9. And let us not forget the extreme measures taken by the democrats to keep trump from being sworn in in January 2017.
    Here’s an interesting article about Dem house members challenging the electoral count certification process in 2017 that Trump was challenging in 2021: https://www.politico.com/story/2017/01/no-trump-electoral-college-challenge-233294

    Current Jan.6 committee member Jamie Raskin (D) objected to certifying Trump’s 2016 win, and this is just one of the many reasons most Republicans think the January 6 committee is a clown car.

  10. While there are many consistencies between the Nixon and Trump presidencies, in one critical and troubling area they are very different. Nixon hid his machinations from voters, knowing most would be repulsed by his actions. Trump pushes his cheating and lying openly, knowing his voters are eager to accept his false version. 

    Nixon was a Machiavellian snake intent on surreptitiously gaining and holding power. Trump is a cartoonish carnival barker. The fact that such a loutish, unlearned clown could ascend to the presidency says far, far more about the culture of today’s America than it does about Trump himself.

  11. ^^This is what shallow analysis looks like.
    The idea of comparing Trump and Nixon is absurd. Nixon was a party insider, spent years in congress before becoming Eisenhower’s veep, and Nixon filled his staff with GOP and DC insiders. Trump was the opposite. He supported Democrats until 2012. There are far more similarities between Nixon and Hillary or Biden and Nixon than there are between Trump and Nixon.
    But let the band play on, Emery . . .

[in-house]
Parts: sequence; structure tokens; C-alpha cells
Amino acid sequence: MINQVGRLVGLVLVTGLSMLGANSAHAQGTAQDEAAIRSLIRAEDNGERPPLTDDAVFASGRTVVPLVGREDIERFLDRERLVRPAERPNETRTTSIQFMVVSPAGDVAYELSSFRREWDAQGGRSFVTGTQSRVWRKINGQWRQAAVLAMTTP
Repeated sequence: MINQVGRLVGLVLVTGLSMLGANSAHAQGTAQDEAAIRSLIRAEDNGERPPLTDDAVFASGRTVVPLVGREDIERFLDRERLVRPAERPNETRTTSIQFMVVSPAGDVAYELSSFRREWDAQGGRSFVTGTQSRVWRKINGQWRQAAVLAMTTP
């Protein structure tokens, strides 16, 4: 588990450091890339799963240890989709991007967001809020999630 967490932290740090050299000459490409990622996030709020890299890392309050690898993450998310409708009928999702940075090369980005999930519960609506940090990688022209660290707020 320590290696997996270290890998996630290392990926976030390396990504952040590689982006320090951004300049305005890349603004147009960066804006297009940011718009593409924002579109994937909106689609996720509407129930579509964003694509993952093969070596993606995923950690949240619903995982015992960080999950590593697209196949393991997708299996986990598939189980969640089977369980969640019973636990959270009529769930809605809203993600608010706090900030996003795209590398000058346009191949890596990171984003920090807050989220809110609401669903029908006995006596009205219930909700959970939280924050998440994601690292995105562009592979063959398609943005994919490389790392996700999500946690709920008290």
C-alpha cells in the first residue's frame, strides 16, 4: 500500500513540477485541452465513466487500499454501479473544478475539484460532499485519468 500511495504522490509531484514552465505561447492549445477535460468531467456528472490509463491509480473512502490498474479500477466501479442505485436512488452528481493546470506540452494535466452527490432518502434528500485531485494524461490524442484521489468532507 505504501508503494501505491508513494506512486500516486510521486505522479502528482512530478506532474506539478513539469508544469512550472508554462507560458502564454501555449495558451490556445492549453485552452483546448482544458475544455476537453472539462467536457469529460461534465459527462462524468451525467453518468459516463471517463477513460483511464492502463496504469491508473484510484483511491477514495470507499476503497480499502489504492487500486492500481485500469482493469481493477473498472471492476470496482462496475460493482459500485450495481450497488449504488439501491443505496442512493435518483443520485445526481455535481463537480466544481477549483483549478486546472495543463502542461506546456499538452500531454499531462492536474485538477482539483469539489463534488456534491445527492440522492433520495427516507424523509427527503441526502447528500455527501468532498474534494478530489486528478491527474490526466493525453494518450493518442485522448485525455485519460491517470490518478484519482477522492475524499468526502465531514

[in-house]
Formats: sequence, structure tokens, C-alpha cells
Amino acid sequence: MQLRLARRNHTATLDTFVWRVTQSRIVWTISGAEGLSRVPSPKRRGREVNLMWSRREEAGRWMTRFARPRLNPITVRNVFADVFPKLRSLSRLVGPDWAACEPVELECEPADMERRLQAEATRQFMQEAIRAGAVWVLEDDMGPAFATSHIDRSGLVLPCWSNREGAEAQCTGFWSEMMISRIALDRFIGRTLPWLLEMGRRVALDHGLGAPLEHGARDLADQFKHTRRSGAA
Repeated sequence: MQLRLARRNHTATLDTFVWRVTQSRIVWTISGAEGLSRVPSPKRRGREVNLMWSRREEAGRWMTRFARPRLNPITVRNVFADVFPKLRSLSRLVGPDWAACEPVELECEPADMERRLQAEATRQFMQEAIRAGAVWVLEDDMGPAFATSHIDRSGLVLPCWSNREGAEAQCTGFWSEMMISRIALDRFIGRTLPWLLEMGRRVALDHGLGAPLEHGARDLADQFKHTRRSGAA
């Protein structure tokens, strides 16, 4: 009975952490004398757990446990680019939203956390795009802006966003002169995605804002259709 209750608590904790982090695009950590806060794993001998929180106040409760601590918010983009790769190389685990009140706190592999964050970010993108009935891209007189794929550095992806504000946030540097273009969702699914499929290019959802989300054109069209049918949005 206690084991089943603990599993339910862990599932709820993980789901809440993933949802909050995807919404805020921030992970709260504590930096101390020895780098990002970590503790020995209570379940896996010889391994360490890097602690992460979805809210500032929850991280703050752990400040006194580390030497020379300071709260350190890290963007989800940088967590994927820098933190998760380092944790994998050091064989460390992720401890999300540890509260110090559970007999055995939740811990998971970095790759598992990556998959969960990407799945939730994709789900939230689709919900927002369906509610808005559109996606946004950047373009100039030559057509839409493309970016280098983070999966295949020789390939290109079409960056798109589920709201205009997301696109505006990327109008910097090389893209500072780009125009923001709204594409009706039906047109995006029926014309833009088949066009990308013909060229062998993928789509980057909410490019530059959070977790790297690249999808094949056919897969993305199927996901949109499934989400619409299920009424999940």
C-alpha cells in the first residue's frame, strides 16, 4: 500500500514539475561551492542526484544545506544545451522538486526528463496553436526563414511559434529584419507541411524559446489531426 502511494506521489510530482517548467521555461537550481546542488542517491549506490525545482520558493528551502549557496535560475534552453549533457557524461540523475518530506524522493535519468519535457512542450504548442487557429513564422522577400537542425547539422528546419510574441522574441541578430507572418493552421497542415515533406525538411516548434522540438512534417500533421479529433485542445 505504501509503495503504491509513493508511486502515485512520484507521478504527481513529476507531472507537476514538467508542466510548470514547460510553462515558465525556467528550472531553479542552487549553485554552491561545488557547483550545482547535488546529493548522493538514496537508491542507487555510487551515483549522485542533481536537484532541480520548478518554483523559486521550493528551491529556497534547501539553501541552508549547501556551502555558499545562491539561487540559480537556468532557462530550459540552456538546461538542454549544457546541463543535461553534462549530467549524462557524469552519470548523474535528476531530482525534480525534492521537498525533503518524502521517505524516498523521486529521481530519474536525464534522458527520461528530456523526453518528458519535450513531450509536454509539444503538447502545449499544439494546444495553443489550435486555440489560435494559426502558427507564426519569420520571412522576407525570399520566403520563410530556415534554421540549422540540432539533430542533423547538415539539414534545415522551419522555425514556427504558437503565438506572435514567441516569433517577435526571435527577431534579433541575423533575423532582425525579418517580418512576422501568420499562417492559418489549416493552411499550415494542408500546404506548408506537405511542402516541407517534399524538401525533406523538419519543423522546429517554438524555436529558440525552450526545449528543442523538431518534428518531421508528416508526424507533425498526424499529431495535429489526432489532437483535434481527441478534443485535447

12. On Youtube tonight I watched an interesting video on Umberto Eco.
    Eco is a fascinating writer. Everyone interested in epistemology — what it means to know about a thing — should read Eco.
    You can’t discuss Eco without discussing conspiracy theories. Eco’s “Big Idea,” to me, was how people convince themselves that they understand the division between reality and fantasy and always discover that they can tell reality from fantasy. It’s all fantasy, says Eco, and that is wonderful. That is the heart of life. That is our soul in the world (though Eco is not religious).
    I only mention this because the Youtube presenter, when he wanted examples of a currently popular conspiracy theory, used the Q Anon “Cosmic Pizza” conspiracy theory.
    Really? Howzabout the fantastic idea that Trump colluded with Putin to steal the 2016 election from Hillary? That had actual real world political consequences. There are still people, important people in politics like the current speaker of the house, who believe, absolutely, in the nutty “Russian Collusion” conspiracy, which, it turns out, was a creation of Hillary Clinton’s 2016 campaign staff.

  13. These Jan 6 hearings are painful to watch because it clearly showed a nation split in 2. Our Republican leaders perpetuated a lie they knew was false. Powerful people stood by and did nothing as Trump ripped our nation apart.

    The people who should be watching these hearings, will not watch them. Instead, they will continue to tune in to Fox nightly, and get a totally false counter-narrative, which reinforces their preferred narrative. The hearings are important for historical record purposes. They will not likely change any minds.

  14. @bh429. Good points. These were the legacy of the Kennedy era, including the fictional missile gap that started the nuclear arms race. I’m certain it was one reason Nixon was so determined to deescalate the Cold War, open the door to China and begin serious arms limitation talks with the Soviet Union. What an absurd waste of money it all was, and a shame he wasn’t allowed to finish his work. The Cold War would have to go through a rematch under his successors with a new, more deadly and wasteful arms race and the most dangerous period of the Cold War since Cuba 1962.